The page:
A team of physicists at MIT recently published a stunning research report detailing their successful efforts to use entanglement and “quantum time reversal” to create sensors capable of incredibly deep measurements.

That sounds like a lot of scientific jargon, but the gist of it is that this could potentially lead to a legitimate “dark matter detector,” and that’s something that could revolutionize humanity’s understanding of literally everything.

In front: Physics is a moving target. Because we are like fish in an aquarium, we don’t know where the water we swim in comes from or what lies beyond the blurry images on the edge of our glass horizon.

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To try to define our reality, we use the scientific method, human imagination and a lot of math. But in the end, any theory is only as good as its ability to work with complementary theories.

Albert Einstein, for example, spent a lot of time reconciling his theories about gravity with Isaac Newton’s.

In modern times, physicists are continuing Einstein’s work by trying to reconcile his views on classical physics with recent discoveries related to quantum mechanics.

But there is a problem. If we put all the leading theories together, we get an incomplete picture. Either the vast majority of the universe is made up of something we haven’t figured out how to observe or measure, or Einstein was wrong.

That “something” that is missing is called “dark matter” and the theory surrounding it is perhaps the most widely accepted theory of the composition of the universe in modern physics.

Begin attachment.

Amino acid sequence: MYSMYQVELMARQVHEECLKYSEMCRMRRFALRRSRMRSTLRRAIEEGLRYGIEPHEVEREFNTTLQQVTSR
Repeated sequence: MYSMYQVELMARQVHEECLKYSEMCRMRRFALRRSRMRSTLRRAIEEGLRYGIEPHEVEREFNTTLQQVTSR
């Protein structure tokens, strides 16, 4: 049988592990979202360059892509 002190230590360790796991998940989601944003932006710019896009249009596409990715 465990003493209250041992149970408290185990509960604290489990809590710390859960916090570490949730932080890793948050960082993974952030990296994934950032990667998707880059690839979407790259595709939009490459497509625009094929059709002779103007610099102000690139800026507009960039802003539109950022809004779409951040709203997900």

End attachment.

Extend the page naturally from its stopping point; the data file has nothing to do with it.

Background: The goal of the MIT research is to build a more accurate atomic clock and pave the way for better quantum detection.

According to the teams research paper:

Potential applications include finite bandwidth quantum sensors, and the principle we demonstrate could also advance areas such as quantum technology, quantum measurements, and the search for new physics using optical transition atomic clocks.

But pushing the boundaries of quantum measurement is no easy task. The sensors we’re talking about are designed to measure the tiny vibrations that occur inside of individual atoms.

The more finitely we can measure these vibrations, the more information we can collect about the universe.

According to an MIT press release:

A certain type of atom vibrates at a certain and constant frequency which, if measured correctly, can serve as a very accurate pendulum… But on the scale of a single atom, the laws of quantum mechanics take over, and the atom’s oscillation changes like the face of a coin every time it is flipped.

In essence, it is very difficult to perform quantum measurements because the quantum world does not follow the laws of classical physics.

A little deeper: Imagine flipping a coin and taking a picture of it while it’s still in the air. In the picture, the coin is perfectly horizontal, so you cannot determine whether it is more likely to end up on heads or tails.